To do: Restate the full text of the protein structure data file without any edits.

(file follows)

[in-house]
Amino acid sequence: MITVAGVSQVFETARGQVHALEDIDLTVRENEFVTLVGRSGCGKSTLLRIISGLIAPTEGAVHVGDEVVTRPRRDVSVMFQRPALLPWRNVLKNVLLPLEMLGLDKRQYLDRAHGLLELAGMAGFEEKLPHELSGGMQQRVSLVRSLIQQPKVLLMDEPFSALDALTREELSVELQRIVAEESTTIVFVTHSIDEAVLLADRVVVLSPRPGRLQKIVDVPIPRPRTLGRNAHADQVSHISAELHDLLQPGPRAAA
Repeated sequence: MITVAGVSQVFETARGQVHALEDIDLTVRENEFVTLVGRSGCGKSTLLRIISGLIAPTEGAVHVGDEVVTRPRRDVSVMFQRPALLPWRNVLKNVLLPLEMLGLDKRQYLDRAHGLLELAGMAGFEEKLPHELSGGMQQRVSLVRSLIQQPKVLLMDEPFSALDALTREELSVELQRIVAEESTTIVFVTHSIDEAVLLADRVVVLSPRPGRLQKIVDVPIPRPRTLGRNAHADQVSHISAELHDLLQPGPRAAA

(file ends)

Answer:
[in-house]
Amino acid sequence: MITVAGVSQVFETARGQVHALEDIDLTVRENEFVTLVGRSGCGKSTLLRIISGLIAPTEGAVHVGDEVVTRPRRDVSVMFQRPALLPWRNVLKNVLLPLEMLGLDKRQYLDRAHGLLELAGMAGFEEKLPHELSGGMQQRVSLVRSLIQQPKVLLMDEPFSALDALTREELSVELQRIVAEESTTIVFVTHSIDEAVLLADRVVVLSPRPGRLQKIVDVPIPRPRTLGRNAHADQVSHISAELHDLLQPGPRAAA
Repeated sequence: MITVAGVSQVFETARGQVHALEDIDLTVRENEFVTLVGRSGCGKSTLLRIISGLIAPTEGAVHVGDEVVTRPRRDVSVMFQRPALLPWRNVLKNVLLPLEMLGLDKRQYLDRAHGLLELAGMAGFEEKLPHELSGGMQQRVSLVRSLIQQPKVLLMDEPFSALDALTREELSVELQRIVAEESTTIVFVTHSIDEAVLLADRVVVLSPRPGRLQKIVDVPIPRPRTLGRNAHADQVSHISAELHDLLQPGPRAAA